Security Concepts Used in WCF
Windows Communication Foundation (WCF) security is built upon concepts already in use and deployed in various security infrastructures.
WCF supports some of those infrastructures, such as Secure Sockets Layer (SSL) over HTTP (HTTPS). However, WCF goes beyond supporting existing security infrastructures by implementing newer interoperable security standards (such as WS-Security) over SOAP-encoded messages. But whether using existing mechanisms or new interoperable standards, the security concepts behind both are the same. Thus, understanding the concepts behind existing infrastructures and the newer standards is central to implementing the best security model for an application. This topic provides overviews of the existing concepts and mechanisms and includes links to more detailed information.
Introduction to Security for Web Services
MSDN contains a valuable introduction to security concepts, especially in regard to WCF, in a set of patterns and practices tutorials at Scenarios, Patterns, and Implementation Guidance for Web Services Enhancements (WSE) 3.0.
Authentication, Authorization, Confidentiality, and Integrity for Web Services
For more information about these basic concepts and their implementation in Windows, see How To: Create a Custom Account to Run ASP.NET 1.1.
Industry-Wide Security Specifications
Public Key Infrastructure
Public key infrastructure (PKI) is a system of digital certificates, certification authorities, and other registration authorities that verify and authenticate the validity of each party involved in an electronic transaction through the use of public key cryptography. For more information, see An Introduction to the Windows 2000 Public-Key Infrastructure.
The Kerberos protocol is a specification for creating a security mechanism that authenticates users on a Windows domain. It allows a user to establish a secure context with other entities on a domain. Windows 2000 and later platforms use the Kerberos protocol by default. Understanding the mechanisms of the system is useful when creating a service that will interact with intranet clients. In addition, since the Web Services Security Kerberos Binding is widely published, you can use the Kerberos protocol to communicate with Internet clients (that is, the Kerberos protocol is interoperable). For more information about how the Kerberos protocol is implemented in Windows, see Exploring Kerberos, the Protocol for Distributed Security in Windows 2000.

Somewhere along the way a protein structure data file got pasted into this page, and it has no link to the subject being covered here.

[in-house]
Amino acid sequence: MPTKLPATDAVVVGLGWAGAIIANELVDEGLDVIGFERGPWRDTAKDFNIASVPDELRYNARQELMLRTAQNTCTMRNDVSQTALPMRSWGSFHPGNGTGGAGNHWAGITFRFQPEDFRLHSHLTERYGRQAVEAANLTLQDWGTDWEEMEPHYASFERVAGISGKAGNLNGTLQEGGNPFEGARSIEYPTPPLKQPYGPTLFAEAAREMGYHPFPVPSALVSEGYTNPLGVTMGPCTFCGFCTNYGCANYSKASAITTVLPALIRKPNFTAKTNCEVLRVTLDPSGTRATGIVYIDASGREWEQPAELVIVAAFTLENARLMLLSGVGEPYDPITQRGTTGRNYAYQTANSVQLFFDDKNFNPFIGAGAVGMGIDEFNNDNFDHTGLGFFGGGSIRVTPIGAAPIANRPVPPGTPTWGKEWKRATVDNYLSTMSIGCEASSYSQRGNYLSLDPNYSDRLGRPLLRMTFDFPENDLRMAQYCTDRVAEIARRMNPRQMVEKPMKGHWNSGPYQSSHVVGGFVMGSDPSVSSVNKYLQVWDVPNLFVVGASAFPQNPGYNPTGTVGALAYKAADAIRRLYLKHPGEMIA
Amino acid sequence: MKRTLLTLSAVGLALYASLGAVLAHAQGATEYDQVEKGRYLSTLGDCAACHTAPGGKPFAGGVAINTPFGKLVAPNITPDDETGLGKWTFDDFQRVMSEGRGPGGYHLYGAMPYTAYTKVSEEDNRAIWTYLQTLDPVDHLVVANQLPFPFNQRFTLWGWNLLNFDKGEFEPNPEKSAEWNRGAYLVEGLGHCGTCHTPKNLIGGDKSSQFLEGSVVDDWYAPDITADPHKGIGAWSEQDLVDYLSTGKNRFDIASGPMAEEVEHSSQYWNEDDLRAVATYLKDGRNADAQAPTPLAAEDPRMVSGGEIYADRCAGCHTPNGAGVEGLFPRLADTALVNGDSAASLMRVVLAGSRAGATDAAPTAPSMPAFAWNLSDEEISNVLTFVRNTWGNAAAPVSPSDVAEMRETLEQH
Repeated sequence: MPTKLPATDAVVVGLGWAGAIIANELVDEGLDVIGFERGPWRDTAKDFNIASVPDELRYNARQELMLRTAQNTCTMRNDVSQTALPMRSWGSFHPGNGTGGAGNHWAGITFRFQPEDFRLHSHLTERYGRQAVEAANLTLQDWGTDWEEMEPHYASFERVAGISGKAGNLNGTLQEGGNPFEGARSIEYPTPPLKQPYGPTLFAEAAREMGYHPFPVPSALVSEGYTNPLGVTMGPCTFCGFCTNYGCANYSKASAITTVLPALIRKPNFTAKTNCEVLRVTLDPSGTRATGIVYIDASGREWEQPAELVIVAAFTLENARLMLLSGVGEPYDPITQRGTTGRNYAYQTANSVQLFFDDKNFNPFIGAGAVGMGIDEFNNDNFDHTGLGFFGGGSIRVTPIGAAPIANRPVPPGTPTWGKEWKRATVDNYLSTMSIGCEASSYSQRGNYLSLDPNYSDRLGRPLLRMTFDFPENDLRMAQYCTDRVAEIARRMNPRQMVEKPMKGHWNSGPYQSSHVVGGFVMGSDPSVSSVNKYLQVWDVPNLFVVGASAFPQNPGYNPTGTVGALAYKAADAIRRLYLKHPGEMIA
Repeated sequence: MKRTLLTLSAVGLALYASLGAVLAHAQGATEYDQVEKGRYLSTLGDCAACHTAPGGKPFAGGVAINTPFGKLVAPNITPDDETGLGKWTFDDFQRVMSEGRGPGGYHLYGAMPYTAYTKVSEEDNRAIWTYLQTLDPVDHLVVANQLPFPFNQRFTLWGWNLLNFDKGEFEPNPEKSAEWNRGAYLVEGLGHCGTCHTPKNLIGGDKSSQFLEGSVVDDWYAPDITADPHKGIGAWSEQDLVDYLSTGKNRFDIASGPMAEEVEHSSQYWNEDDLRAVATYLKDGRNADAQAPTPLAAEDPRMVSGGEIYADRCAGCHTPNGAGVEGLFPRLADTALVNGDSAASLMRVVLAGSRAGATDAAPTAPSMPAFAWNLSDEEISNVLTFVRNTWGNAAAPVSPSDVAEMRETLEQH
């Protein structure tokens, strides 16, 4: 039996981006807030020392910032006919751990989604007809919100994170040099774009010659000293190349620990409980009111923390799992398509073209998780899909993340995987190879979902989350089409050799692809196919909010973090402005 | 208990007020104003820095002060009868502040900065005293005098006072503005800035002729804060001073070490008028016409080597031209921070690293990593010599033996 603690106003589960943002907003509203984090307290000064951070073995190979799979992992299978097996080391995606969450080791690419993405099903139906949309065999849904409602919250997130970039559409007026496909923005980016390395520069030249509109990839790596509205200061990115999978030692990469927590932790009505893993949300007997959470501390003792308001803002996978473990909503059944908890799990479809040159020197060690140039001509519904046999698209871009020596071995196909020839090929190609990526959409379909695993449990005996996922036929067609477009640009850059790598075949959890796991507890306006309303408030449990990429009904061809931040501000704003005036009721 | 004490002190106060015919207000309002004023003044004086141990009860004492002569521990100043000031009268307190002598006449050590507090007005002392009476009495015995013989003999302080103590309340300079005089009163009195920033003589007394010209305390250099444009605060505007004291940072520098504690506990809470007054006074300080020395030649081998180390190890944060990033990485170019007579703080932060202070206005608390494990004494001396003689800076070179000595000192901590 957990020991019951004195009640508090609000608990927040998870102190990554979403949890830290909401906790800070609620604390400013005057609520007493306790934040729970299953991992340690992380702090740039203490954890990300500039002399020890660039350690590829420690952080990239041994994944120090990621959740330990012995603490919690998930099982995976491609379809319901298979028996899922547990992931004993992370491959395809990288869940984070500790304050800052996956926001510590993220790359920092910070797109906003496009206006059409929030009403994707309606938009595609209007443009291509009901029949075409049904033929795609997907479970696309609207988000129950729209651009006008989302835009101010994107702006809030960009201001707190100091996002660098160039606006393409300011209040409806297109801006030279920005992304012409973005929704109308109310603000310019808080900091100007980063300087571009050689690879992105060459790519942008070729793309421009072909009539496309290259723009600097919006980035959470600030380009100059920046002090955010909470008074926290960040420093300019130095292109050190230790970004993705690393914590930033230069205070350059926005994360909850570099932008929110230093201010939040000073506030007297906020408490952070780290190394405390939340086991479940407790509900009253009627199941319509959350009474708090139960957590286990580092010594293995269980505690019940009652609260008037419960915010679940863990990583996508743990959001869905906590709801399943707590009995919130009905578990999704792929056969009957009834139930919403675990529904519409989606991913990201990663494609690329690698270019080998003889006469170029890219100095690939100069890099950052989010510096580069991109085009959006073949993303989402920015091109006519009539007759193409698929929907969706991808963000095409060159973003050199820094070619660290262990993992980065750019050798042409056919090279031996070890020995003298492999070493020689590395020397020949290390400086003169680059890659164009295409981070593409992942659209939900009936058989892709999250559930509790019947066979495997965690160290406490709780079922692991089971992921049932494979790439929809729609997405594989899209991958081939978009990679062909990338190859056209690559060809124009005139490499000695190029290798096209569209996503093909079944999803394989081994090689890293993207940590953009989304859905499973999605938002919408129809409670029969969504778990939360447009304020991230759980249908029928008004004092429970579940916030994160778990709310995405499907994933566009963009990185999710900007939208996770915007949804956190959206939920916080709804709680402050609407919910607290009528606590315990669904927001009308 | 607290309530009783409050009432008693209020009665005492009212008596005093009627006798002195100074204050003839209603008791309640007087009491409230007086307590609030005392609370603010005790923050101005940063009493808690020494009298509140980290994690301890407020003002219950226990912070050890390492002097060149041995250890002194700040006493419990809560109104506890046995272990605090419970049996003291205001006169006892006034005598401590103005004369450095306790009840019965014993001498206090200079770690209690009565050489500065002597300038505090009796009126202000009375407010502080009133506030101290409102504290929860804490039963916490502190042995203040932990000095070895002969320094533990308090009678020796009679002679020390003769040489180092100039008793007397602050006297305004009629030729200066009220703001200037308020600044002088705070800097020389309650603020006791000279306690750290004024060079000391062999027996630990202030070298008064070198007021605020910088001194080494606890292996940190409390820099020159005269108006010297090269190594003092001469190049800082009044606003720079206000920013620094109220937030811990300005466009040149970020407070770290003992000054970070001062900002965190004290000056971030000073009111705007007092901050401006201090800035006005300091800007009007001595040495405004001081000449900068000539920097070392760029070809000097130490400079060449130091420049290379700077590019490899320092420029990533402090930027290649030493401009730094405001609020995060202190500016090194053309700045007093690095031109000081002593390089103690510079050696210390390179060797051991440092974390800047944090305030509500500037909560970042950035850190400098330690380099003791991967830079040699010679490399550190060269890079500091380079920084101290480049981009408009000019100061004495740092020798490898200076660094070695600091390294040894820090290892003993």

X.509 certificates are a primary credential form used in security applications. A computer running Windows has several kinds of stores, each with a different purpose. For more information about the different stores, see Certificate Stores.
Windows-Specific Security Mechanisms
A user who is a valid member of a Kerberos-protected domain may, after authentication, want to use other services of the domain. To do this, the user must be able to map his or her Internet identity to a Windows identity. For information about this topic, see An Introduction to the Windows 2000 Public-Key Infrastructure.
Web Services Security Specifications
A secure conversation is one in which a security context is established between a client and service. The security context enables messages to flow securely between the client and service for an extended period of time. Each message of the secure conversation is not only secured, but also associated with a conversation ID that either side of the conversation can use to track the progress of a negotiation.
A secure conversation is useful when you need to establish an extended communication session.
In other words, use a secure conversation when a communication requires more than a single (one-time) message from client to service.
Certificate Creation with Authenticode
For more information about using MakeCert.exe and other tools to create temporary certificates, see An Introduction to the Windows 2000 Public-Key Infrastructure.
Authorization Manager provides a flexible framework for integrating role-based access control into applications. It enables administrators who use those applications to provide access through assigned user roles that relate to job functions. Authorization Manager applications store authorization policy in the form of authorization stores that are stored in Active Directory or XML files and apply authorization policy at run time.